Remembering Her-story — Notable women taken away from Pakistan

WAF honours women and polio workers targeted in Pakistan as part of the slain T2F director's legacy

Nani Amma ki Kahaniyan: Storytelling for children by Nuzhat Kidvai.


In a befitting tribute to T2F founder Sabeen Mahmud, the Women’s Action Forum (WAF) gave a video presentation on notable women of Pakistan who were targeted for a common crime: raising their voice against injustice and fighting for rights.

To mark Mahmud’s first death anniversary that falls today, T2F organised the Creative Karachi Festival (CKF) at Alliance Française de Karachi. The two-day event began on Saturday. According to one of the organisers, Asad Alvi, the festival was everything that Mahmud believed in - art, literature and poetry among other things. “To me, Sabeen is art and art is Sabeen,” he said.

The legacy of Perween Rahman

Orangenoise performs live on Saturday evening.

In the Upper Gallery on Saturday, the WAF gave a video presentation to pay tribute to the slain activist and the many women of Pakistan who have been targeted for fighting injustice. The video included a clipping of Mahmud, in which she talks about the perils of being vocal in our society. “You have to protect yourself from the doom and the gloom and newspapers … and onslaught,” she said. “People don’t feel safe. I have a very cavalier attitude to fear so maybe, you know, I don’t care. I just feel the time comes when the time will come.” Contemporary Sufi singer Abida Parveen’s beautiful ghazal, Dhoondo Gay Agar Mulkon Mulkon, continued to play as perfect background music of the tributary video.

Live painting on the sidelines of Creative Karachi. Several stalls offered creative handmade knick knacks.

In loving memory of Sabeen Mahmud

After Mahmud, homage was paid to other women, such as slain prime minister Benazir Bhutto, martyred social activist Perween Rahman, assassinated politician Zahra Shahid Hussain, former Punjab social welfare minister Zille Huma Usman who was shot dead and the many polio workers who are frequently targeted in the line of duty. At the end of the video, a message was displayed: “WAF feels that the world has always documented His-story up to now but we women feel it is time that we documented Her-story too, which we just presented.”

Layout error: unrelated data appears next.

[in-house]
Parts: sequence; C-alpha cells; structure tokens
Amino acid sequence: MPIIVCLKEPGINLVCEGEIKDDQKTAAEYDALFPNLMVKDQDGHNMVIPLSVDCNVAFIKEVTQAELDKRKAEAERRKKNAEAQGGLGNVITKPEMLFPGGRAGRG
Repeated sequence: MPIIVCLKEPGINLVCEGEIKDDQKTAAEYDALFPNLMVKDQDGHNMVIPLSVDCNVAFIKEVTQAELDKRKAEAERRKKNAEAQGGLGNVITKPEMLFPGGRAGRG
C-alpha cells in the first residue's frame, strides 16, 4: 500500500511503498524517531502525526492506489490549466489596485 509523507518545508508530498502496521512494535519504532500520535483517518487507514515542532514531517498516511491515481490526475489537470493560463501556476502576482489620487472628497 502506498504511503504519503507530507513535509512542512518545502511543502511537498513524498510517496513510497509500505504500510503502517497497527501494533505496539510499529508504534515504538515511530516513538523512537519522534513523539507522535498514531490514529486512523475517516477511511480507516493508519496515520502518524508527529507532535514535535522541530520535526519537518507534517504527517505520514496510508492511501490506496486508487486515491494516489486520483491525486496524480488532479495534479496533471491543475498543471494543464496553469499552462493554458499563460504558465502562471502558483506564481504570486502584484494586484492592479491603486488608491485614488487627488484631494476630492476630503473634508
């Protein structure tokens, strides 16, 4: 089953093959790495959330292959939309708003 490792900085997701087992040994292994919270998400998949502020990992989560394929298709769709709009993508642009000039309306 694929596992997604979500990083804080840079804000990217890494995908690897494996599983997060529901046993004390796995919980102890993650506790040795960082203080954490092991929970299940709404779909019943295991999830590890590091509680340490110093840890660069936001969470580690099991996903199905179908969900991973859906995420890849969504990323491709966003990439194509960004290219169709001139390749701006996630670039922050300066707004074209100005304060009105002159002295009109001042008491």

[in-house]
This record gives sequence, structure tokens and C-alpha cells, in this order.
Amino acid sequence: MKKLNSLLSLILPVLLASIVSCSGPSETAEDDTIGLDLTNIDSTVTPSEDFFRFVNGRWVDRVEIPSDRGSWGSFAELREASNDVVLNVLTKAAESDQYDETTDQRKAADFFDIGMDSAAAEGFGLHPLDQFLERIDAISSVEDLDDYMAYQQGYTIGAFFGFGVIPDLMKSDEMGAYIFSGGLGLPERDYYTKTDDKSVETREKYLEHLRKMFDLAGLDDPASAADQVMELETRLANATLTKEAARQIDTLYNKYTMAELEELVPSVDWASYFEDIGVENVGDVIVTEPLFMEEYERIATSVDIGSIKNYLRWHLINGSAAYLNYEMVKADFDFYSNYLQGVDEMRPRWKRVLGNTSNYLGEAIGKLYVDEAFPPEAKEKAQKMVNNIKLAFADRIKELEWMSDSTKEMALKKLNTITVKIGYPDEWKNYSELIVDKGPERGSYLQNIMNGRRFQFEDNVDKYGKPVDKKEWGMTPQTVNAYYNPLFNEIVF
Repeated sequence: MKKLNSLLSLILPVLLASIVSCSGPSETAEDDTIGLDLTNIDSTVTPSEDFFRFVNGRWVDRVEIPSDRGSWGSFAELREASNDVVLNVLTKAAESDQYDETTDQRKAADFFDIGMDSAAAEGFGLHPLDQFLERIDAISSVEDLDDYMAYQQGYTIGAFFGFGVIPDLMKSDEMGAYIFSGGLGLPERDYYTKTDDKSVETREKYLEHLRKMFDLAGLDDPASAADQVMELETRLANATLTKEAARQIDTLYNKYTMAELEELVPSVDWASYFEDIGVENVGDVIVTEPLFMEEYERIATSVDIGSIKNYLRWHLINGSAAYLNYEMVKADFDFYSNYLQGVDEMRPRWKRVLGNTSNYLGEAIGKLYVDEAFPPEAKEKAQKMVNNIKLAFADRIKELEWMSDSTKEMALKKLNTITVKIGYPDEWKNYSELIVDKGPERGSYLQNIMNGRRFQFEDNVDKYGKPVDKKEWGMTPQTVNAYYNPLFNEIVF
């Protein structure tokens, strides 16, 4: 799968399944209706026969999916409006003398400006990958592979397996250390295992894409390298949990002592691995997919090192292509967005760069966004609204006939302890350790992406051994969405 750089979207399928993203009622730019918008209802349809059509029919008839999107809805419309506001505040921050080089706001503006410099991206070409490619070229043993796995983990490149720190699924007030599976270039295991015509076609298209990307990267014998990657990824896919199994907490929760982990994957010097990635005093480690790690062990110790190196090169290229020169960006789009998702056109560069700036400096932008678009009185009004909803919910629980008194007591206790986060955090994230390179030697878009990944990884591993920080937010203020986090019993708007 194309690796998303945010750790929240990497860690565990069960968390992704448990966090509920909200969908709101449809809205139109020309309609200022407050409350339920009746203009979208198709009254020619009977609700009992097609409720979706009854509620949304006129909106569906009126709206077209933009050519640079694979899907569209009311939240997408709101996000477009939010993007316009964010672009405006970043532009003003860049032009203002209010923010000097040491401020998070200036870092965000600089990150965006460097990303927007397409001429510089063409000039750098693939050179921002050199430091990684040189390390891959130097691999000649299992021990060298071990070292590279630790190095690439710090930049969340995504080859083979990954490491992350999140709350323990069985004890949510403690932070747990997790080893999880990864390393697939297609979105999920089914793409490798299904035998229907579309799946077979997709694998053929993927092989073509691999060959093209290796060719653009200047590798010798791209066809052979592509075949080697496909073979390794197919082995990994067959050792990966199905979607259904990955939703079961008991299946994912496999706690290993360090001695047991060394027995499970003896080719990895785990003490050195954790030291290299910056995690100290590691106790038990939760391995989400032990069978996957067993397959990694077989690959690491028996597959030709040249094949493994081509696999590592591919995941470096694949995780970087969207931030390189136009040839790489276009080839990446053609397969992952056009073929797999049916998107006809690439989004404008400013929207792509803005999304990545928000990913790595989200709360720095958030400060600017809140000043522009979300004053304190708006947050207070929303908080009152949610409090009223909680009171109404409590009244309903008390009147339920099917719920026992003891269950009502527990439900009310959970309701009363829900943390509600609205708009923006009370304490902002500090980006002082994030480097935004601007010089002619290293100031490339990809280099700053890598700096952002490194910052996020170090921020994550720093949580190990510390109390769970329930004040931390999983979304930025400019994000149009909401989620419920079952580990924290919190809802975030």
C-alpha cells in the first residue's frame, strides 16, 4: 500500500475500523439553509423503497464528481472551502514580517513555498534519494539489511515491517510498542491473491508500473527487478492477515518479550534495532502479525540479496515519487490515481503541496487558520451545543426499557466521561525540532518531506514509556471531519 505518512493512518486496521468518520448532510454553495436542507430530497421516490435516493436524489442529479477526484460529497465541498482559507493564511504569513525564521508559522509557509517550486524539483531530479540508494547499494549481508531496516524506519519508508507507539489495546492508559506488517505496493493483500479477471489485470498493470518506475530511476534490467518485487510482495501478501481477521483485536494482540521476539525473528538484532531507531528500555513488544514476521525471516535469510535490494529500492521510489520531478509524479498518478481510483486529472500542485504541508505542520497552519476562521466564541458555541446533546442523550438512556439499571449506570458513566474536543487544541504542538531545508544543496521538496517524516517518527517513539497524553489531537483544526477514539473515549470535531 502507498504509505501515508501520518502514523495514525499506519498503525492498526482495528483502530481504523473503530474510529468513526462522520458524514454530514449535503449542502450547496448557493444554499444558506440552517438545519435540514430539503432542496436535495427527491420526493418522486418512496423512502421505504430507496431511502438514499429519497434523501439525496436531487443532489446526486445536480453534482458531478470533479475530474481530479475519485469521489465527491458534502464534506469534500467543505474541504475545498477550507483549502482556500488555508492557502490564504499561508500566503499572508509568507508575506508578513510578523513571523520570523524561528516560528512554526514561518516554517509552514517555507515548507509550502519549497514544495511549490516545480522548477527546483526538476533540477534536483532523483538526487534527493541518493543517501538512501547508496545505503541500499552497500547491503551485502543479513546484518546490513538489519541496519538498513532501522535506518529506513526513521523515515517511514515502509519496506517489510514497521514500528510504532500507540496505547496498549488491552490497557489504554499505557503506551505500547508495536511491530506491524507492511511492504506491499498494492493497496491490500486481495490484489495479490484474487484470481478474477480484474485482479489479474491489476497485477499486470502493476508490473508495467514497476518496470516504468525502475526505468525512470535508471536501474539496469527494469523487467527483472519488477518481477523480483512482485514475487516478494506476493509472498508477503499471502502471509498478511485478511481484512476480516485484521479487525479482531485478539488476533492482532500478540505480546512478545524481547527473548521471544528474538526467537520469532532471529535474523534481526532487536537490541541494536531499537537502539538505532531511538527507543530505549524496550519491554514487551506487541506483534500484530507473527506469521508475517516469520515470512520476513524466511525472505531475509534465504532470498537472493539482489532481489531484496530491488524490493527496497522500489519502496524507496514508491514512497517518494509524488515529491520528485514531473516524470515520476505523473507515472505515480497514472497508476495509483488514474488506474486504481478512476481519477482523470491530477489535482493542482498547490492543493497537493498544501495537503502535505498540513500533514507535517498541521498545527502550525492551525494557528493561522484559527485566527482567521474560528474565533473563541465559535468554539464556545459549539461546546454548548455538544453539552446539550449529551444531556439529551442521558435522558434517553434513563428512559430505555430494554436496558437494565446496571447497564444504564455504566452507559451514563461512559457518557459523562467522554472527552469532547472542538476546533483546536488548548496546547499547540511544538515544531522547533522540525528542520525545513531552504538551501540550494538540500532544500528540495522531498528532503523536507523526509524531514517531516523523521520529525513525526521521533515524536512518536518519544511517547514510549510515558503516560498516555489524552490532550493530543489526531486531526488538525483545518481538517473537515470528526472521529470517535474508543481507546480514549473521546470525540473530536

Nevertheless, it was sad to see that even the progressive women belonging to WAF forgot to pay tribute to female education rights activist Malala Yousafzai, who was targeted by the Taliban in 2012, among the women chosen to be honoured.

Colourful umbrellas cover the gardens of Alliance Francaise de Karachi.PHOTOS: AYSHA SALEEM & ATHAR KHAN / EXPRESS

After the video presentation, one of the founding members of WAF, Anis Haroon, spoke about the role and mission of the female rights organisation, which was established in September, 1981. “WAF was created because it was [military dictator] Ziaul Haq’s era and a system of injustice was being enforced in the name of Islamic laws,” she said, adding that women revolted at that time. She recalled the example of a girl who was sentenced to receive 100 lashes because she had married out of her choice. “That is when we, women, decided that we will not give in to a dictator and will fight for democratic and liberal values.”

An ‘unpretentious’ tribute to Abeda Iqbal Azad

She recounted how these brave and resilient women raised their voice against every kind of injustice and discriminatory laws that were being enforced in the name of Islam, shedding light on the importance of the separation of state and religion.

After the videos and the speeches, classical dancer Suhaee Abro rendered a beautiful performance of kathak. Talking to The Express Tribune after her performance about the challenges she faces as a female dancer in our society, she lamented how it is sometimes a taboo even for men to dance because we only perceive the body in sexual parameters. “Nobody likes watching my performances because they are not Bollywood, they are not sexy,” she said.

Published in The Express Tribune, April 24th, 2016.


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